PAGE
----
Spring 2012

Spring 2012
by ani

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This question already has an answer here:

How would you suggest a micro photograph using a 18-55 mm,14 mp lens?
I have tried many different articles on this but did not succeed.

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marked as duplicate by Itai, Paul Cezanne, Michael Clark, mattdm, coneslayer Jun 23 '13 at 14:12

This question was marked as an exact duplicate of an existing question.

You might want to add more specifics. It would help if you posted your pictures too. – Regmi Jun 22 '13 at 19:33
Hi kayD, it's really not very clear what you're asking. Can you point us to a sample or two that will help? – John Cavan Jun 23 '13 at 3:27
actually i want to shoot a mosquito or a fly or a bee.. how can i have a decent shot with these lens specifications. – kayD Jun 23 '13 at 5:51

It sounds like you want to take a Macro photo. Macro is generally defined as a type of photography where the size of the subject on the film negative or sensor is the same size as the subject itself.

To take a large picture of a small subject requires a high reproduction ratio. Most 18-55mm lenses don't allow you to focus close enough to get anywhere near a 1:1 reproduction ratio. You can either purchase a Macro lens, or you can use extension tubes to reduce the Minimum Focus Distance (MFD) of your 18-55mm lens. Be aware that using extension tubes to reduce the MFD carries a light loss (effectively they stretch the light in the image circle, thus the part that falls on your sensor is less) and also eliminates the ability to focus on far objects.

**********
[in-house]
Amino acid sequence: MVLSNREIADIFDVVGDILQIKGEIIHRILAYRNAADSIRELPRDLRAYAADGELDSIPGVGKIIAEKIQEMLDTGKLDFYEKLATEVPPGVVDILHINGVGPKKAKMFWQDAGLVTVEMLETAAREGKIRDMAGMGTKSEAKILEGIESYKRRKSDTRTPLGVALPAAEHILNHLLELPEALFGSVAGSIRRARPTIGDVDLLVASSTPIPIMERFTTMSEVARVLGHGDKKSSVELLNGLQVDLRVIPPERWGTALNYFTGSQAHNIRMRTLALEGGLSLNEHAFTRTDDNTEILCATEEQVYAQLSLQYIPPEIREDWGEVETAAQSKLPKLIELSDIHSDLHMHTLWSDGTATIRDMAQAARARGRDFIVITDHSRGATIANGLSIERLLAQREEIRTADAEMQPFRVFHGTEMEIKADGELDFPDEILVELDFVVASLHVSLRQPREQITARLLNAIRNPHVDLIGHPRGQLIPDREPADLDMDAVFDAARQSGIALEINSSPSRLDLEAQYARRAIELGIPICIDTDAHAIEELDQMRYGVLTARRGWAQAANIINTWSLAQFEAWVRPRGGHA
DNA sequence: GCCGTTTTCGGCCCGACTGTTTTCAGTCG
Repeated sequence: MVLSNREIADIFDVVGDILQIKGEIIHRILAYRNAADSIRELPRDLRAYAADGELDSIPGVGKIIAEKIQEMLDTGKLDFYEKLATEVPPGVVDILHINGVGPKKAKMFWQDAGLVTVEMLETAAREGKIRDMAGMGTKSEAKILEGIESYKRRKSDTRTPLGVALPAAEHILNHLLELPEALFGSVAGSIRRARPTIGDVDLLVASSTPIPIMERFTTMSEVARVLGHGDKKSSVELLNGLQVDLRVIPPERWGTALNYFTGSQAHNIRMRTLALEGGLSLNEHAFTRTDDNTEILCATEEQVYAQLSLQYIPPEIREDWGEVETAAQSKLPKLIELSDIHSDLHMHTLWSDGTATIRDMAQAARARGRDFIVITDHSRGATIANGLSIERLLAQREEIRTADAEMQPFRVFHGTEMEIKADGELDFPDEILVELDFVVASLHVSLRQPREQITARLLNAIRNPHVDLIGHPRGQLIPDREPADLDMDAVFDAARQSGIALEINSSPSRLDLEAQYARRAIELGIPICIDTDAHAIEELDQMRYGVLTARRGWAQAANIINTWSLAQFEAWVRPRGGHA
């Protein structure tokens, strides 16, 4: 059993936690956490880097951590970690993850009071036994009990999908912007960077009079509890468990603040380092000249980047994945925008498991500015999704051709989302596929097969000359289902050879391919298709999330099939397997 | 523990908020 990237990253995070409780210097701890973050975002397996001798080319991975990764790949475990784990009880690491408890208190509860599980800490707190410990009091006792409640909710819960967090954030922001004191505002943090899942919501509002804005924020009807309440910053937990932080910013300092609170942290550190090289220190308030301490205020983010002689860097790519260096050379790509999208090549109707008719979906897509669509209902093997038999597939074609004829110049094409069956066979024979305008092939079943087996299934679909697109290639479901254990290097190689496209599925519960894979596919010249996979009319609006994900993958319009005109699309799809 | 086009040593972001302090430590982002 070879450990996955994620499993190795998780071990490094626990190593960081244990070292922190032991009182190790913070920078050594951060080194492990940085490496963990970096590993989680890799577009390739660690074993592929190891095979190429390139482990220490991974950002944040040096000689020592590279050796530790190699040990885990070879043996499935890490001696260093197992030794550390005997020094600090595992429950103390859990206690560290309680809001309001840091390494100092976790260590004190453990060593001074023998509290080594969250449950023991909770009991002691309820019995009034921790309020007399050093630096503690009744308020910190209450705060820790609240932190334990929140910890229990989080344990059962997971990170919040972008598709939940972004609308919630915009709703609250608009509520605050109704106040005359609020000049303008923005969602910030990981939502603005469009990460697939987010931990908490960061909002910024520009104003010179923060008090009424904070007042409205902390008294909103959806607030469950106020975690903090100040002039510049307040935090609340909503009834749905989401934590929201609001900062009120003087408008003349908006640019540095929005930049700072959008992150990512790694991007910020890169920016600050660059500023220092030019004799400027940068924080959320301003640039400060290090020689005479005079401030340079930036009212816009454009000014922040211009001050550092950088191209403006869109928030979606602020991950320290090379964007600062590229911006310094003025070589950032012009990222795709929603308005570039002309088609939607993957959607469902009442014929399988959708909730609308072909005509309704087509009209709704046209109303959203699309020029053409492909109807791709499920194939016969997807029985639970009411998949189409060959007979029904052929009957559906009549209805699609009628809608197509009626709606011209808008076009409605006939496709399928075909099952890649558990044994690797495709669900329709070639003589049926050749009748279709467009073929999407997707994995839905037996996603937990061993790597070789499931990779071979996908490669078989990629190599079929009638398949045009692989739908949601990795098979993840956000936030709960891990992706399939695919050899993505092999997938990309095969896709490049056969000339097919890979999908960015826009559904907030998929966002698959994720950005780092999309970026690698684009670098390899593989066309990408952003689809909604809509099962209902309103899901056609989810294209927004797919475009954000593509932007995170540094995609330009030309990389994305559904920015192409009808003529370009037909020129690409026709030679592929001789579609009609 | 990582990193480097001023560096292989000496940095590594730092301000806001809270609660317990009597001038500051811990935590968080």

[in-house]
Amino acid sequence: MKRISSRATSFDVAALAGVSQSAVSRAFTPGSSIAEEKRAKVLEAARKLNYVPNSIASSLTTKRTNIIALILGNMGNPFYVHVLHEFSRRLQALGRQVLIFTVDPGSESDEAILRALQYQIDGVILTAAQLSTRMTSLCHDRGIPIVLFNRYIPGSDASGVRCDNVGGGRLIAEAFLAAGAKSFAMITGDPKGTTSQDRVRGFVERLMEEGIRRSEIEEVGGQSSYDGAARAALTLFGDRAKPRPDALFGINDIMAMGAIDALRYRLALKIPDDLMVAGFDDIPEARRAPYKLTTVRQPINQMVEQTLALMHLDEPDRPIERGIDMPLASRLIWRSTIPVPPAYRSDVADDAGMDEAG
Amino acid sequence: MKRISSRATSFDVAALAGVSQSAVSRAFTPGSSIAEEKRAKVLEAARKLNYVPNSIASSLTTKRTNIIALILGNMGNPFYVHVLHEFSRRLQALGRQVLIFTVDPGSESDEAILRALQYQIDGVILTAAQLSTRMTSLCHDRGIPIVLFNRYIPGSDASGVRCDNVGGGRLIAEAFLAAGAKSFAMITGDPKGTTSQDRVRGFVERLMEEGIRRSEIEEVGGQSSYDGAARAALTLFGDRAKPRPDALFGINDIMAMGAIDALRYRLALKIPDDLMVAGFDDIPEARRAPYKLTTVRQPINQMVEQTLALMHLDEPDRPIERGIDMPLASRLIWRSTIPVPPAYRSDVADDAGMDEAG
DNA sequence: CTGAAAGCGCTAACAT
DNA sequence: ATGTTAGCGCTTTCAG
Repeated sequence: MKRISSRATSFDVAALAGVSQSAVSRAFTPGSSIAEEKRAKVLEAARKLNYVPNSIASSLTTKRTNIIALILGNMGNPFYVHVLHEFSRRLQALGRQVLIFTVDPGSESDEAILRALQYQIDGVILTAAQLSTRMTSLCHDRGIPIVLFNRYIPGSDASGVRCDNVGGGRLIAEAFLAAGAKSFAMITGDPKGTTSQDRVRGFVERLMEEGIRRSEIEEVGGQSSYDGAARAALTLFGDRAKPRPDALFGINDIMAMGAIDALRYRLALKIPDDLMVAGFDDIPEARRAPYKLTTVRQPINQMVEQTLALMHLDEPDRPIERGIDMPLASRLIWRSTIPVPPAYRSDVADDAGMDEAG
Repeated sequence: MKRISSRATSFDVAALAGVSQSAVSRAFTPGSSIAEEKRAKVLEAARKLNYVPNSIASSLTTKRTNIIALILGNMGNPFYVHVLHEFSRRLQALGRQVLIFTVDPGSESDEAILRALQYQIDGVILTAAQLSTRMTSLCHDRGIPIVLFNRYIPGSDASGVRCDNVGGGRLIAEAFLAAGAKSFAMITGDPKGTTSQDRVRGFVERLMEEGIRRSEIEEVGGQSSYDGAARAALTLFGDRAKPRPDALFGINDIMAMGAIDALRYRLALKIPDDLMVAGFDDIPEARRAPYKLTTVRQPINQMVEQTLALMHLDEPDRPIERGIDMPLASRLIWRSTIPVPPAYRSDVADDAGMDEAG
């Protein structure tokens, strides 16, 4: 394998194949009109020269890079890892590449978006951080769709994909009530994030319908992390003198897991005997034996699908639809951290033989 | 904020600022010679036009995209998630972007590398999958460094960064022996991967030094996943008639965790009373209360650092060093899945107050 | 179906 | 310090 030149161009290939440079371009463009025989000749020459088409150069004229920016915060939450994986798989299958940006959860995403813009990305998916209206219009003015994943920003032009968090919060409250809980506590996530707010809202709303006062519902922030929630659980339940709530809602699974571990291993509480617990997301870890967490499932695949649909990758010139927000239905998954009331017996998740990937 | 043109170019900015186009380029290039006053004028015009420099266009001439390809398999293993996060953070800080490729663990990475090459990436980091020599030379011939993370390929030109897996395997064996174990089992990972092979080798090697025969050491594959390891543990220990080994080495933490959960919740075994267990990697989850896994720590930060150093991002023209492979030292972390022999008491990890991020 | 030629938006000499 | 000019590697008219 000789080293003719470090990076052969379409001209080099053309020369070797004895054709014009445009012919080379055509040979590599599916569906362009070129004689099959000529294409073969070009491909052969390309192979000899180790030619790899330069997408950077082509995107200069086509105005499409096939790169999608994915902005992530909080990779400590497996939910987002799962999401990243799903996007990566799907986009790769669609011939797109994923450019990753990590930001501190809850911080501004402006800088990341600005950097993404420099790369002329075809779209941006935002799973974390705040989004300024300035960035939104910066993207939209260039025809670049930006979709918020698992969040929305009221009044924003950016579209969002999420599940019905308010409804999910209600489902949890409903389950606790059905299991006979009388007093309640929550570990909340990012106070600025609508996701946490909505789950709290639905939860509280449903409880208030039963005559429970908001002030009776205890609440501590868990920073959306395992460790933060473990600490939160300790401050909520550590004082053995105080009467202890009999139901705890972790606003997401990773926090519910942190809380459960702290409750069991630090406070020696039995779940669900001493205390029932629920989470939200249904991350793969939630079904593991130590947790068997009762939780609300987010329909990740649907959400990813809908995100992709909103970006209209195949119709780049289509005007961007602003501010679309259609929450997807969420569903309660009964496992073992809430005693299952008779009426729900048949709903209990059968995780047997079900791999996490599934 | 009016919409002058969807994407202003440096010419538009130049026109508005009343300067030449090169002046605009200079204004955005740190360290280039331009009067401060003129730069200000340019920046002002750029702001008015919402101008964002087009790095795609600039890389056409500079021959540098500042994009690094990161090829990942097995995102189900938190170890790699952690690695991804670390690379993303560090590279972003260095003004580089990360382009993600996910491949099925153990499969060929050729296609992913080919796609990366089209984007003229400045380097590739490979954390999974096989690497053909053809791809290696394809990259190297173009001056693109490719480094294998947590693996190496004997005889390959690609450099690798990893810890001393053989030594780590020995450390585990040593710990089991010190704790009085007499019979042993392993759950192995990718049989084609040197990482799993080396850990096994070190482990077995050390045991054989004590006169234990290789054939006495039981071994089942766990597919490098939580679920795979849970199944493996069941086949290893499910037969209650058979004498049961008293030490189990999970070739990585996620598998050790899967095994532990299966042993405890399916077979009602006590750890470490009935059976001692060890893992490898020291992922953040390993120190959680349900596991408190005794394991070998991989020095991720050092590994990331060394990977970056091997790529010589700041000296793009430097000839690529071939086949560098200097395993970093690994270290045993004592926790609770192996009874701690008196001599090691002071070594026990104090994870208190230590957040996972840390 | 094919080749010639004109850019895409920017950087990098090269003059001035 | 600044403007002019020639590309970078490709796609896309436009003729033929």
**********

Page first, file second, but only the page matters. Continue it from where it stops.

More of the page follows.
Some extension tubes will allow you to use automatic exposure and focus, but many do not. How you can set the aperture with a set of manual extension tubes vary by camera manufacturer. For Canon lenses, you can attach the lens directly to the camera set manual mode, set the aperture you want, and remove the lens while holding the Depth of Field Preview button down. Then attach the extension tube to the camera and the lens to the extension tube. You will then need to focus manually as well. One way to do that is with Live View magnified on your subject.

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